From “ambulance driver” Stuart Smith, who was an active responder in Newtown for more than a half-century, and local community leaders to Danbury Hospital emergency physicians and state officials, dozens and dozens of well-wishers, supporters, and curious community members poured into the shiny new Newtown Volunteer Ambulance Corps headquarters on Wasserman way for grand opening activities the weekend of October 18 and 19. Saturday was focused on thanking many of those local officials and supporters with a soiree that included a variety of food and refreshments, tours, and a 45-minute speaking program. Sunday opened with time for the town's first responders to visit the new building, and then the facility was opened to members of the public.
Following an architectural review, the Borough of Newtown Historic District Commission on October 16 granted Newtown Hook & Ladder Company, No. 1, a “certificate of appropriateness’ for the new firehouse that the fire company proposes for construction at 12 Church Hill Road. The commission unanimously approved issuing the certificate following a public hearing. The volunteer fire company, which serves the borough and adjacent areas, recently received a wetlands/watercourses protection permit for the three acres where the company plans to construct a new firehouse to replace the decaying town-owned firehouse that it now uses at 45 Main Street.
The panel created to develop policy recommendations in the wake of 12/14 is expected to hear this morning from the parents of two children who were killed. The parents making presentations to the Sandy Hook Advisory Commission are Neil Heslin, the father of Jesse Lewis, and Nelba Marquez-Greene, the mother of Ana Marquez-Greene.
The Newtown Prevention Council and the Newtown Middle School PTA are set to host a Parent Lecture titled “Internet Safety for Parents of Teens & Tweens,” on Wednesday, October 29, at 7 pm, in the Memorial Room of C.H. Booth Library, 25 Main Street.
Governor Dannel P. Malloy today announced that all Connecticut acute care hospitals have conducted an Ebola preparedness drill per his directive last week. The governor gave hospitals one week to complete the exercise to make sure their procedures were up to standard. “The announcement last night of a New York City doctor who tested positive for Ebola underscores that we’re doing the right things to prepare for a potential case in Connecticut,” said Governor Malloy, who was briefed today on the Ebola situation by State Department of Public Health (DPH) Commissioner Dr Jewel Mullen. “Making sure our hospitals and first responders are prepared is critical to our efforts.”
When it comes to both advocates for and protectors of Newtown’s public health, it could be argued that there are no two more highly visible or responsive individuals than Dr Thomas F. Draper and Dr Robert S. Grossman. Although they will tell you to refer to them as “Tom” and “Bob,” these two physicians have been giving back to Newtown for well over 100 years collectively, according to information developed by Health District Director Donna Culbert. Their boundless support of the community will be recognized on Sunday, October 26, with a public “open house” event from 2 to 4 pm in The Great Room of Newtown Congregational Church. All are to the event, which will include an opportunity to visit with both physicians, light refreshments, a brief recognition ceremony at 2:45 pm, and entertainment from Impromptu Duo.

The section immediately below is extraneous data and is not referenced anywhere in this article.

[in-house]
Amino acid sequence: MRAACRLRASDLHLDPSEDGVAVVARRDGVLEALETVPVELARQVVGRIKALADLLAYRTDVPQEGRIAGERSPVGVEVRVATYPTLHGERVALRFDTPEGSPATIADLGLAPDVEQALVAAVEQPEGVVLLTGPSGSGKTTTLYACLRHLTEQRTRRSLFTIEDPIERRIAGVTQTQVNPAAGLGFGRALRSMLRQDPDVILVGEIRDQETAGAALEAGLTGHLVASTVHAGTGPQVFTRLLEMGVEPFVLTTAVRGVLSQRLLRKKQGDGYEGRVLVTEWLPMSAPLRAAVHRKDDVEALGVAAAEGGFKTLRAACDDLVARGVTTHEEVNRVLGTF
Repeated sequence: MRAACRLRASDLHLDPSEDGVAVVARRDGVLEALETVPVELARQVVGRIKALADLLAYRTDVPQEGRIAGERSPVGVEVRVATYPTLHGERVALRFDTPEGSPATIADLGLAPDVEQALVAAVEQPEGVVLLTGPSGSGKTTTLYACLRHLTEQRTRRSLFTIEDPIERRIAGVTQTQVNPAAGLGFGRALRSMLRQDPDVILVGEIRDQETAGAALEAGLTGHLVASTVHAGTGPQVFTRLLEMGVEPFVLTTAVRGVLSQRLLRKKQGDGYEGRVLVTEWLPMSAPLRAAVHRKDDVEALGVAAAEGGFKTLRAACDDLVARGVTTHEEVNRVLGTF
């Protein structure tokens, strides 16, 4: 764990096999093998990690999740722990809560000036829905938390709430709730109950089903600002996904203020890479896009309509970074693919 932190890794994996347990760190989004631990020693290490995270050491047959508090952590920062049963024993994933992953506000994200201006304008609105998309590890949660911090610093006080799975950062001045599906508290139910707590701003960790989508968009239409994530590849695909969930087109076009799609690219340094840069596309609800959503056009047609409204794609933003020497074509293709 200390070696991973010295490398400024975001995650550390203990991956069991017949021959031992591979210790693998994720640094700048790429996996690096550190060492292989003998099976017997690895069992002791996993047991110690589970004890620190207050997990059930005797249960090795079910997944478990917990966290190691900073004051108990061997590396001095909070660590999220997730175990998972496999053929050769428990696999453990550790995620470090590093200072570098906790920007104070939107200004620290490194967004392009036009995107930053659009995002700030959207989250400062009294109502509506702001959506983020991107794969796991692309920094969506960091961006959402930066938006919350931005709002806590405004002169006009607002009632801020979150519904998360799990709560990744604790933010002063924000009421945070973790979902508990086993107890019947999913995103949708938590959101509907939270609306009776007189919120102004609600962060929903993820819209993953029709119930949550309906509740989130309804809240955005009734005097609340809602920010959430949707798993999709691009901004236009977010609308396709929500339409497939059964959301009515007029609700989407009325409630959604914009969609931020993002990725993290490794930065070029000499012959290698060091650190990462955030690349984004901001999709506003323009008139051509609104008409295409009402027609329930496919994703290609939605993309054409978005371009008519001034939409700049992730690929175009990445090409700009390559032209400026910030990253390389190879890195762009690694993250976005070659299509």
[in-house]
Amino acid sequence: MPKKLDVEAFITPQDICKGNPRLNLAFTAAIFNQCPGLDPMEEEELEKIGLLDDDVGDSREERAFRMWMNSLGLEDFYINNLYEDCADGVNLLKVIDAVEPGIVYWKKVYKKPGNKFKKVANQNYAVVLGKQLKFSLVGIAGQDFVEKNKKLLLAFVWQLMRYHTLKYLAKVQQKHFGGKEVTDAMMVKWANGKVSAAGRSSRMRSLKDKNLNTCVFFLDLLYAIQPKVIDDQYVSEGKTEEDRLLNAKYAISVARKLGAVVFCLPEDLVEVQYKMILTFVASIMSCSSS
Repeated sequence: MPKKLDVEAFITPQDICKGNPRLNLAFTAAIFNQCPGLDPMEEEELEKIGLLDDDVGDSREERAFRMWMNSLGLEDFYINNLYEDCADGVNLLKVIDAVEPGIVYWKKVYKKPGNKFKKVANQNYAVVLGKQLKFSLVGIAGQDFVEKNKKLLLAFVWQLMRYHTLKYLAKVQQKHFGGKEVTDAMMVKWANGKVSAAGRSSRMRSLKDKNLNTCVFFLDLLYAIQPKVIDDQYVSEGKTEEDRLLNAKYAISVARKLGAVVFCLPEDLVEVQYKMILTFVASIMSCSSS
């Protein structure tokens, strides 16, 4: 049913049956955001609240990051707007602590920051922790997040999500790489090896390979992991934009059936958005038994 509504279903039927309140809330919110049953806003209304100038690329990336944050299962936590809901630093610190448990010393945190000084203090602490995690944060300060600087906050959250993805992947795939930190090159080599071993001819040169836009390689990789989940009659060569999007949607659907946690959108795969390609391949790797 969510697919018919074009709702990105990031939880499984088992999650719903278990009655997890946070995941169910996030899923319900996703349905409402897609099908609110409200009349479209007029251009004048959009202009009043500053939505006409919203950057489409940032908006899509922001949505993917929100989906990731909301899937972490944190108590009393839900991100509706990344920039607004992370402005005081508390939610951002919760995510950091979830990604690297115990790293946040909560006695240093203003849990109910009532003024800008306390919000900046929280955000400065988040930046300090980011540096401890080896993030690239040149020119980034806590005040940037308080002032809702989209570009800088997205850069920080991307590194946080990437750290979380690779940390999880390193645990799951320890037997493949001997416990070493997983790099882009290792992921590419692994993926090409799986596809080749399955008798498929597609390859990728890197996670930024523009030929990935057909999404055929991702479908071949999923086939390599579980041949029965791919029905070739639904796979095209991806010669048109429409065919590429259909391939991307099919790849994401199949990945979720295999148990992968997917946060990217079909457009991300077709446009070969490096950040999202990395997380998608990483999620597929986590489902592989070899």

The Newtown Bee Editor Moderator Curtiss Clark welcomed five state candidates to the newspaper’s annual pre-Election Day Candidates Forum Tuesday, October 21, at the Edmond Town Hall Theatre. With a Charter Public Access filming for broadcast, Second District Republican incumbent Dan Carter, 112th District GOP contender J.P. Sredzinski, 28th Senate District challenger Representative Tony Hwang, 106th District incumbent Republican Representative Mitch Bolinsky, and his Democratic challenger Matt Cole each articulated positions on taxation, transportation infrastructure, Common Core standards for state educators, and recently enacted gun legislation. Mr Clark served as moderator for the event.
In the extremely unlikely event of local response to a possible Ebola virus emergency call — and some officials say they cannot stress the word “extremely” enough — volunteer ambulance, fire and health officials all told The Newtown Bee this week that they are as ready as they can be to care for a patient while minimizing the possibility of spreading any type of infection. Newtown Volunteer Ambulance Corps Chief Michael Collins says emergency medical volunteers and the town’s paid paramedic will know as they are rolling to almost any call whether a person involved might be at risk of infection, because of a series of questions that will be asked to callers by local communications dispatchers.
Fire Marshal Bill Halstead has announced that the annual open burning season is scheduled to start Saturday, November 1. Open burning permits, which are required for the activity, will start being issued Wednesday, October 29, at the fire marshal’s office at Newtown Municipal Center. Permits are $5 each, and are for the burning of brush only.
A rough path at the end of Old Farm Road leads to the top of a hill overlooking a property filled with beds of past-season goldenrod, milkweed pods exuding feathery seeds, and waist-high grasses. Jenny Hubbard, Monica Roberto, and Harmony Verna pause there. They are looking beyond the overgrown brush to a vision they have held close to their hearts for the last year and a half. It is here that they hope The Catherine Violet Hubbard Animal Sanctuary will rise from the ground, providing a safe and healing space for domestic and farm animals, people, and as a place honoring the land itself.